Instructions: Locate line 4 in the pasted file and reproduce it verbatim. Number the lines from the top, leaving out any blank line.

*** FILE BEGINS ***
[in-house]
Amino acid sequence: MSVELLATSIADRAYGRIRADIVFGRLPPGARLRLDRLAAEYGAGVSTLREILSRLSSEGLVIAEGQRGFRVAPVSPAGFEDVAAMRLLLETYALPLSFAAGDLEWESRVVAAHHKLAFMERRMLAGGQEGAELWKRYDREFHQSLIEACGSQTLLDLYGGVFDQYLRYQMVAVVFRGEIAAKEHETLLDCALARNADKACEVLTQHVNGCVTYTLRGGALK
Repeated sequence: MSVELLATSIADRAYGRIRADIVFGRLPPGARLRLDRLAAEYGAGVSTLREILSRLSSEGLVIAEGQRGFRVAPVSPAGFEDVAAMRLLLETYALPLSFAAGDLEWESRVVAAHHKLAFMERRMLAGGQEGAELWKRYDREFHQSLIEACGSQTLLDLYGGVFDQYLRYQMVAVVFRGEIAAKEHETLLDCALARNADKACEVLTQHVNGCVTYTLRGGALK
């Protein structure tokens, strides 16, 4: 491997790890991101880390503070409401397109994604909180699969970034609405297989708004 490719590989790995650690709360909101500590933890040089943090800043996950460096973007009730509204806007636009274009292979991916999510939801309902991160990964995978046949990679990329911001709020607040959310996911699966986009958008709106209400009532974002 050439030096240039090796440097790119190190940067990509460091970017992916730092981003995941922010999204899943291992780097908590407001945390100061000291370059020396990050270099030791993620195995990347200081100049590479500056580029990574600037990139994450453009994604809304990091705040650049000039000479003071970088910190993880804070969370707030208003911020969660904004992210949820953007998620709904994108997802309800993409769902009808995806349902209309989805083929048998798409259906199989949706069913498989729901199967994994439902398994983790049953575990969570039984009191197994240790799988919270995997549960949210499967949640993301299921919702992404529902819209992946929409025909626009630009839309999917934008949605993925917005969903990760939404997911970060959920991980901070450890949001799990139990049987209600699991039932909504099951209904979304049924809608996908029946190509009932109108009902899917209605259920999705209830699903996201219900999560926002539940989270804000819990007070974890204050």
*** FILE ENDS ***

């Protein structure tokens, strides 16, 4: 491997790890991101880390503070409401397109994604909180699969970034609405297989708004 490719590989790995650690709360909101500590933890040089943090800043996950460096973007009730509204806007636009274009292979991916999510939801309902991160990964995978046949990679990329911001709020607040959310996911699966986009958008709106209400009532974002 050439030096240039090796440097790119190190940067990509460091970017992916730092981003995941922010999204899943291992780097908590407001945390100061000291370059020396990050270099030791993620195995990347200081100049590479500056580029990574600037990139994450453009994604809304990091705040650049000039000479003071970088910190993880804070969370707030208003911020969660904004992210949820953007998620709904994108997802309800993409769902009808995806349902209309989805083929048998798409259906199989949706069913498989729901199967994994439902398994983790049953575990969570039984009191197994240790799988919270995997549960949210499967949640993301299921919702992404529902819209992946929409025909626009630009839309999917934008949605993925917005969903990760939404997911970060959920991980901070450890949001799990139990049987209600699991039932909504099951209904979304049924809608996908029946190509009932109108009902899917209605259920999705209830699903996201219900999560926002539940989270804000819990007070974890204050």